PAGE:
Montreal, January 20, 2010 – A company’s shareholders and directors are in the best position to decide on appropriate compensation formulas, and it would be unwise to impose greater regulation in an area that is a matter of internal corporate management. This is the main conclusion of an Economic Note released today by the Montreal Economic Institute (MEI). This publication was prepared by Michel Kelly-Gagnon, president and CEO of this independent research organization, and by vice president Jasmin Guénette.
Executive pay depends on performance
Without denying that errors may have been committed in evaluating appropriate amounts to be paid to executives, the authors emphasize that in most cases there is a close relationship between this compensation and a company’s performance. For example, a review of the 1,088 largest U.S. companies revealed that, from 2005 to 2006, gains to executives from stock options rose 63% for companies that performed strongly but fell 38% for firms that performed poorly. In 2008, the median annual performance bonus paid to U.S. corporate executives declined by 19%, with sharper drops in industries that suffered the worst profit slumps. As well, economists have calculated that the six-fold increase in CEO pay from 1980 to 2003 can be explained entirely by the six-fold increase in the market capitalization of large U.S. companies.
“A company cannot attract good executives without paying the market price,” Mr. Kelly-Gagnon stated. “The fact that 40% of American CEOs are now hired from outside the company – a proportion that has tripled in recent decades – provides evidence that this market is highly competitive.”
The Economic Note provides a reminder that the economic crisis and the government rescue of bankrupt companies using public funds have served as a pretext for imposing pay caps on some executives. Co-author Jasmin Guénette observed that “when the government becomes a shareholder in a private company – far from an ideal situation given that electoral pressures and corporate management do not mix well – it can, of course, exercise its right to influence executive pay policies, just like any other company shareholder. However, apart from this unusual situation, the government has no reason to take a position on private sector compensation policies.”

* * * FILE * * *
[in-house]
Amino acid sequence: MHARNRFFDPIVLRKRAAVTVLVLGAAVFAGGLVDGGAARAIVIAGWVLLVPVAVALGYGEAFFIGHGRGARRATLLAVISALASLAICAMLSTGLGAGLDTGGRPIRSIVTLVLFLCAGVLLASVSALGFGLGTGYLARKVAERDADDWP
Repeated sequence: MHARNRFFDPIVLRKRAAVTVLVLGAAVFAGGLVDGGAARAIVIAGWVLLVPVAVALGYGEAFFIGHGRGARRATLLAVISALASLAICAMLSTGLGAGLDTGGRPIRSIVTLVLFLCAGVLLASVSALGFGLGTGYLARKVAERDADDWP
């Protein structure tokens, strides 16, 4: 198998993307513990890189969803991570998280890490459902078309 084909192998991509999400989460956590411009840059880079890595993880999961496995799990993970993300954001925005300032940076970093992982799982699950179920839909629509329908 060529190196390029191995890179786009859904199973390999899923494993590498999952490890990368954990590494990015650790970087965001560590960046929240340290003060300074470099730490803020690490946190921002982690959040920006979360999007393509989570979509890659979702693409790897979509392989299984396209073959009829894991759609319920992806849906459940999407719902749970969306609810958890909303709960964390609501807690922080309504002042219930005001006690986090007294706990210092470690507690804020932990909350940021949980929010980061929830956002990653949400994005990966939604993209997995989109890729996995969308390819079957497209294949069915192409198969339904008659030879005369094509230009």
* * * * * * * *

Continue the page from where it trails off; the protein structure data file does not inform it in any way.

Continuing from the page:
As regards the “say on pay” rule giving shareholders a direct say on a company’s compensation policies, the authors say it is entirely legitimate for the shareholders, who are the owners of a company, to adopt this type of rule. However, they consider it preferable to leave companies free to decide so that the efficiency of different models can be compared rather than having say on pay imposed systematically by legislation.
The pitfalls of government intervention
The Economic Note also mentions examples of government intervention that have had unintended consequences on executive pay. For instance, in 1993, the U.S. Congress eliminated the tax deductions provided to companies for non-performance-based executive pay over $1 million, resulting in a shift toward variable compensation and, ultimately, higher overall executive pay. Strict disclosure requirements may also contribute to raising pay for executives by allowing them to compare their conditions more easily with those of their counterparts.
“Regardless of the populist comments we hear so often these days, corporate executive pay is a private matter that must be settled within each company,” Mr. Kelly-Gagnon added. “People with a concern for redistributing wealth should devote their energies to debating tax policies.”
The Economic Note published today, titled Is there a problem with executive compensation?, can be downloaded free of charge on our website.
* * *
The Montreal Economic Institute is an independent, non-profit, non-partisan research and educational organization. Through studies and conferences, it informs public policy debates in Quebec and across Canada by suggesting wealth-generating reforms based on market mechanisms.
– 30 –
Information and interview requests: Ariane Gauthier, communications coordinator, Montreal Economic Institute, Tel.: 514 273-0969 ext. 2231 / E-mail: agauthier (@iedm.org)